All minors under 16 years old must obtain a work permit before beginning a job. This includes home-school students and they must obtain a new permit every time they begin a new job until they reach 16 years old, even if they work for their parents.

In order to apply for a work permit, the minor must be enrolled in school, not habitually truant or under suspension, and passing a majority of courses during the current grading period.

Employers must have a stamped, approved work permit on file before allowing any minor under 16 years old to work and parental permission is required for a minor to work. <

Nangle’s water protection legislation signed into law by governor

AUGUSTA – On May 10, Maine Gov. Janet Mills held a ceremonial bill signing for legislation sponsored by State Sen. Tim Nangle, D-Windham. LD 2101, “An Act to Strengthen Shoreland Zoning Enforcement,” will give municipalities effective tools for combating shoreland zone violations.

State Sen. Tim Nangle
“This bill is a significant milestone in ensuring that Maine's communities have the authority they need to manage their natural resources effectively,” Senator Nangle said. “I'm thankful to my Senate and House colleagues for their bipartisan support and to Gov. Mills for signing this into law.”

LD 2101 allows but does not require municipalities to deny, suspend, or revoke locally issued permits to property owners who violate shoreland zoning ordinances. Under current law, even with ongoing violations, municipalities are required to issue permits, limiting their ability to ensure compliance with state and locally established regulations. The municipality would be required to provide the property owner with a 10-day notice, ensuring fairness and due process to property owners.

Typically, when the violation is resolved in court, the court assigns the cost of enforcing the violation and any applicable fines to the property owner. Then another fight ensues to collect those costs, which places another undue burden on the town's taxpayers.

To help combat this, LD 2101 allows a municipality to file a civil action against the owner or occupant to recover unpaid penalties; the cost to remove, abate, or otherwise correct the violation; and court costs and reasonable attorney's fees necessary to file and pursue the civil action.

If the case is resolved and the court has awarded costs in favor of the municipality, the town would then be authorized to claim a lien against the land on which the violation occurred to ensure that the legally awarded costs are paid.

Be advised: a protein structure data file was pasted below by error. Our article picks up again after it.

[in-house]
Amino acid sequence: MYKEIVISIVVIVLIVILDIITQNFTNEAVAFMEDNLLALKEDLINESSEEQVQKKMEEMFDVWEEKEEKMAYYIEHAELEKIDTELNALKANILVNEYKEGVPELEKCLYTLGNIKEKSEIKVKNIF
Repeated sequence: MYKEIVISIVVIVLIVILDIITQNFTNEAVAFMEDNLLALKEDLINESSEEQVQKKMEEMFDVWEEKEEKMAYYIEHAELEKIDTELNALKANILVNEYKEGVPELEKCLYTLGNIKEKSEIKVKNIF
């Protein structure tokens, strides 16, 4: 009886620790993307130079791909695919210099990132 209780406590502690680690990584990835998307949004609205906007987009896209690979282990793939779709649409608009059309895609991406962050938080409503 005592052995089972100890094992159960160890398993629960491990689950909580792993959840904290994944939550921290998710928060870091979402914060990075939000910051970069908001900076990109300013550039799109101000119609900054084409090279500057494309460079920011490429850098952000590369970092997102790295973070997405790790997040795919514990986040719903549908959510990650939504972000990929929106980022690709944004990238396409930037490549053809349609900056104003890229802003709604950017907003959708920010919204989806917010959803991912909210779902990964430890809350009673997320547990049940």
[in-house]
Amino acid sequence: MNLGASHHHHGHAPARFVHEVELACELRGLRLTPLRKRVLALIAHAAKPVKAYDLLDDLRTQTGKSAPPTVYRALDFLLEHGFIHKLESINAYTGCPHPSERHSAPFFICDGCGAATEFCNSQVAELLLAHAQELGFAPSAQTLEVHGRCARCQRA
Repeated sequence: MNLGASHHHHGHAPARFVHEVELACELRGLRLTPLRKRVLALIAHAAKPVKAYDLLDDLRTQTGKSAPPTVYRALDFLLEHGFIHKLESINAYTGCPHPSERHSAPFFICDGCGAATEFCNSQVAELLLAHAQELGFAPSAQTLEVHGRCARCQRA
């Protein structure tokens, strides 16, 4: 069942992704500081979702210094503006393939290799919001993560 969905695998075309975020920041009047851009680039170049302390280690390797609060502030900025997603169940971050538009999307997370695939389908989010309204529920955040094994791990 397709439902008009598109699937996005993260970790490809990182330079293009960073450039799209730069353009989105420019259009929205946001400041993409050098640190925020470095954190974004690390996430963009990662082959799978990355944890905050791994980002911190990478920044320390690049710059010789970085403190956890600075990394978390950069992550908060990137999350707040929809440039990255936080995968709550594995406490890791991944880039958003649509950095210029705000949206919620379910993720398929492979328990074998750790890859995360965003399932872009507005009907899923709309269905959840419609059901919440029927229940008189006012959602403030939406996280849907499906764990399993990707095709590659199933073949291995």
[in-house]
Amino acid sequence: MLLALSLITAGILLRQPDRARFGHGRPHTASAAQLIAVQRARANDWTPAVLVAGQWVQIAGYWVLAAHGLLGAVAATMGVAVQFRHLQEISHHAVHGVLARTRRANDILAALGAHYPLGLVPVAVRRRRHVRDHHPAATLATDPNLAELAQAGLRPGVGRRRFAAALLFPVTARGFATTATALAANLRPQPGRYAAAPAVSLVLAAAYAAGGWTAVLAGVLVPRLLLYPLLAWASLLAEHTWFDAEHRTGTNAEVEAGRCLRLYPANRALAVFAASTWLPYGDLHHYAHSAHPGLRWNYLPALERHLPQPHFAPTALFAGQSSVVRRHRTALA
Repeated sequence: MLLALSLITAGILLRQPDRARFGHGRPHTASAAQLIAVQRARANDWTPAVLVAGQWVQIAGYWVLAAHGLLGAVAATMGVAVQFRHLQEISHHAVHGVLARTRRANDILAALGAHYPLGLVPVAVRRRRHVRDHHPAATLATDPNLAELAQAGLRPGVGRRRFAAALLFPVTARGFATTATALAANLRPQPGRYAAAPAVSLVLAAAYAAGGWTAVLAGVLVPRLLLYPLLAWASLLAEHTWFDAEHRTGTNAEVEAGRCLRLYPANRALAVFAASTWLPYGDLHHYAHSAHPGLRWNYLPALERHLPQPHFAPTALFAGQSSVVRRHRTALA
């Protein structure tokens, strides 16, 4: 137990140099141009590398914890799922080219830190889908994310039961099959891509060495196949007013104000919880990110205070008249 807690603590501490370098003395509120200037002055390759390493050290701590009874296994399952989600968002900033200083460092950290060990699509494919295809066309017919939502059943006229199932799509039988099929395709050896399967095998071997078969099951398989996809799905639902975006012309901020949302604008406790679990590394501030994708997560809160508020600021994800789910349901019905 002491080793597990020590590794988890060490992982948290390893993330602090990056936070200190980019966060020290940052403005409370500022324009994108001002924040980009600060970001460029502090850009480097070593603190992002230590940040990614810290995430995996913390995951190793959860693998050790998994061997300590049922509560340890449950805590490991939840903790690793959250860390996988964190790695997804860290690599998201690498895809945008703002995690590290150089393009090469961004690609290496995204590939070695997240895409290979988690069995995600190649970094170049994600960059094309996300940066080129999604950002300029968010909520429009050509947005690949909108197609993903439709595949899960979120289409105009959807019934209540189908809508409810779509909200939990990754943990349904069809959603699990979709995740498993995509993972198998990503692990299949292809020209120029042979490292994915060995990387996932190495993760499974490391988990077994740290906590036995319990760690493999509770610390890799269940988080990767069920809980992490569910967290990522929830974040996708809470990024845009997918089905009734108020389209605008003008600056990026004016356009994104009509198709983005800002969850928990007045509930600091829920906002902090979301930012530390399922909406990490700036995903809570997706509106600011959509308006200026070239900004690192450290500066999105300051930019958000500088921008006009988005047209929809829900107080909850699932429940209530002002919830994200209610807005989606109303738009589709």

LD 2101 also enhances transparency in real estate transactions by requiring sellers to disclose any known shoreland zoning violations to potential buyers.

The law will go into effect 90 days after this session of the Maine Legislature adjourns. <

Windham Middle School students donate socks to the Windham Clothes Closet

By Jolene Bailey

Last winter, Windham Middle School seventh- and eighth-grade band and orchestra students conducted a fundraiser called “Rock Your Socks for Toes in Need” and proceeds from the event help the students with expenses to -participate in the upcoming Trills and Thrills Music Festival for WMS musicians.

Windham Middle School students Aiden Hall, left, and 
Annabelle Riley, right, present Colette Gagnon of the
Windham Clothes Closet with a donation of 98 pairs of
new socks for people in need. WMS students sold socks
as part of a fundraiser for WMS Band and Orchestra and
the sock company matched sales with new socks for
the students to donate. SUBMITTED PHOTO   
The event was such a success that it gave WMS students an opportunity to also give back to their community. For every pack of colorful, fun socks that the middle school students sold in the fundraiser, the company agreed to give students a pair of free socks to donate to the Windham Clothes Closet.

“I heard about this fundraiser and like that it emphasizes giving back to the community, as well as raising much needed funds,” said Morgan Riley, WMS music teacher.

The students say it gives them a good feeling to know they can help others in need.

“It felt really nice to know that people who need some clothing will get some from us buying socks and selling them,” said eight grader Aiden Hall, who is a tenor and saxophone player at WMS.

The Windham Clothes Closet is open to residents and non-residents of Windham who are in need of clothing. Donations of clean, usable clothing are accepted at the facility on Gray Road in Windham.

On May 7, WMS band and orchestra members Hall and Annabelle Riley delivered 96 pairs of brand-new socks to Windham Clothes Closet as a result of their school’s fundraising success and the company’s match.

This was the second consecutive year that WMS students were able to make a sock donation to the Windham Clothes Closet.

Collette Gagnon, the manager at the Windham Clothes Closet, told us that last spring's donation was very well received by Windham residents in need. “This is just a feel-good fundraiser all the way around,” said Morgan Riley.

Hall said it’s nice to know the socks will be put to good use.